Results and discussion

The prepared copper(II) complexes (Scheme 1) are stable at room temperature, freely soluble in dimethyl sulfoxide but insoluble in most organic solvents and water. The detected lower molar conductivity value for [Cu(Pf)2(H2O)2].3H2O (3-4 S.cm2.mol-1) suggested a nonelectrolytic nature of the complex. The molar conductivity value of 20-50 S.cm2.mol-1 for [Cu(HPf)(bipy)(NO3)]NO3.2H2O and [Cu(HPf)(phen)(NO3)]NO3.2H2O indicated that both complexes are 1:1 electrolytes [47].

Diverse crystallization methods were carried out to gain a crystal appropriate for structure determination using X-ray crystallography. Nevertheless, the complexes were collected as microcrystalline products.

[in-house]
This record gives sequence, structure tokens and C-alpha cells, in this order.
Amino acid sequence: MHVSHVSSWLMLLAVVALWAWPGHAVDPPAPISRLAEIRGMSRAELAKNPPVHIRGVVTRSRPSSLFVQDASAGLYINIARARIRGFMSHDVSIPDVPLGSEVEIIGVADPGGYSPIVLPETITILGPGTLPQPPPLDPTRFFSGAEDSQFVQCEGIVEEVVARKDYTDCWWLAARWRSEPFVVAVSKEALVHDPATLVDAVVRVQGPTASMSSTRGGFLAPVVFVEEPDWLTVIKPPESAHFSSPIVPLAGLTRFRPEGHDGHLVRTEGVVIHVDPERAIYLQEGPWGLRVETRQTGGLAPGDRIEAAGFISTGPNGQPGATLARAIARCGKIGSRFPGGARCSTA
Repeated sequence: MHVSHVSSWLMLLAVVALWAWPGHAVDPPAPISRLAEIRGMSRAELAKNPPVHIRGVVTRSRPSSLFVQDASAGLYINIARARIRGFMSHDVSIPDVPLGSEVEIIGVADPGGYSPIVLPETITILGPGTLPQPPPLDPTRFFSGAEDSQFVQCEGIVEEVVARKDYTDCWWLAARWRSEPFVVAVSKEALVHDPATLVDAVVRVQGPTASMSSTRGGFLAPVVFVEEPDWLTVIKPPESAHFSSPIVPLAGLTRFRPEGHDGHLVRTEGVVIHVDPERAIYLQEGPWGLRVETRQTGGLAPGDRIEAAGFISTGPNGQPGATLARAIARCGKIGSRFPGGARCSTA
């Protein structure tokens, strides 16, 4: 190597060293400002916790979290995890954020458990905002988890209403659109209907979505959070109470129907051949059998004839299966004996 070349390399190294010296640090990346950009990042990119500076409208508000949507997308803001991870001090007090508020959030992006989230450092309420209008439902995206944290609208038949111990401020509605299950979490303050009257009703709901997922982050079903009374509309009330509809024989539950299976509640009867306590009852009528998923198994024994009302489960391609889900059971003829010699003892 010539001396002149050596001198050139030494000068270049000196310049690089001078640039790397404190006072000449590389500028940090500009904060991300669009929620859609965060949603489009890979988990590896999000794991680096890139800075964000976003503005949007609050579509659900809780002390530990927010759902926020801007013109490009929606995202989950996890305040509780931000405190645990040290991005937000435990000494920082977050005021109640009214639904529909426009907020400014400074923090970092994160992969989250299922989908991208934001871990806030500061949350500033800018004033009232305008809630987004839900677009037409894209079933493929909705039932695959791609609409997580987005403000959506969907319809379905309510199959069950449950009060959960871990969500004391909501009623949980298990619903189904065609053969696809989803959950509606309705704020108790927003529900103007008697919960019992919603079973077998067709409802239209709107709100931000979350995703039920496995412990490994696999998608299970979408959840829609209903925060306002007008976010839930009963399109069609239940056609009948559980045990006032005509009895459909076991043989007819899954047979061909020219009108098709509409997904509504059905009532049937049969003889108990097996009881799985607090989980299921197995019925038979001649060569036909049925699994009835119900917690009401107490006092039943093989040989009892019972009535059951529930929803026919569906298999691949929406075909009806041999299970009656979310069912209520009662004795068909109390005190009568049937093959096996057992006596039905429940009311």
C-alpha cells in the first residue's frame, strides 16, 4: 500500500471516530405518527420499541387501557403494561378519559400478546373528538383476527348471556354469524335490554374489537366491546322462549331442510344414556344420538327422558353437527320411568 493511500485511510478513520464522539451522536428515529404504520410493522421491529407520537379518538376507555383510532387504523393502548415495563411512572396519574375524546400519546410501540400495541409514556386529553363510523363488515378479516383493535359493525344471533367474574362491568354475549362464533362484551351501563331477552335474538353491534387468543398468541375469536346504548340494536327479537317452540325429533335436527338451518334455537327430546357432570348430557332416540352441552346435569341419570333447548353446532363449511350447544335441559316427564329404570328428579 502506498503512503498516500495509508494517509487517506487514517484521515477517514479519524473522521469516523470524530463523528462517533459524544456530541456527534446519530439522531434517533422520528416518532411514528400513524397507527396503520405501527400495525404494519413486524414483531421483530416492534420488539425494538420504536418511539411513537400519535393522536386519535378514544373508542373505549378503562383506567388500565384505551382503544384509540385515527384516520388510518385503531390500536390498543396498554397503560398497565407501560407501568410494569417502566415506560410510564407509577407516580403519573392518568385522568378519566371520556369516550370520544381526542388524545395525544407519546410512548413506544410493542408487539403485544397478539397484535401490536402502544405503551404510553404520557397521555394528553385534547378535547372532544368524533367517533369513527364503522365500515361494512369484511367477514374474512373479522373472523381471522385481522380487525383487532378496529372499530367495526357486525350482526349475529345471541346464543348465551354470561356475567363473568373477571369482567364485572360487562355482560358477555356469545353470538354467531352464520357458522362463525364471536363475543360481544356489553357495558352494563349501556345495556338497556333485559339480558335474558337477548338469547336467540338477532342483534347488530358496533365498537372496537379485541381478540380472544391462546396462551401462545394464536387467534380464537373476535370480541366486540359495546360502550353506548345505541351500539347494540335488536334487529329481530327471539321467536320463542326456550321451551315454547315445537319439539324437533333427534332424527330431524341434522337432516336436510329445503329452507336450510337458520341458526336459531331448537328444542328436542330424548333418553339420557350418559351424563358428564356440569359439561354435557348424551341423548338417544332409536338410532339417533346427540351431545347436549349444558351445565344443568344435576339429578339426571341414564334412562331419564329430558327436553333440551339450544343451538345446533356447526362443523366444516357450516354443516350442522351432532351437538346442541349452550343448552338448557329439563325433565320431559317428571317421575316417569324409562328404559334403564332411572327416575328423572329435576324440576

FT-IR spectroscopy

The FT-IR spectra of the free ligand and its complexes showed a broad split band in the region 3450-3414 cm-1 corresponding to ν(O-H/H2O). The strong bands at 1718 and 1630 cm−1 in the spectrum of pefloxacin assigned to carboxylic and pyridone ν(C=O) moieties, respectively [27, 48]. However, in the spectra of complexes, the pyridone ν(C=O) was shifted, appearing in the range 1626-1635 cm-1, while carboxylic ν(C=O) disappeared, and asymmetrical and symmetrical vibrations bands for of ν(C=O) were displayed at 1568-1589 cm-1 and 1350-1386 cm-1.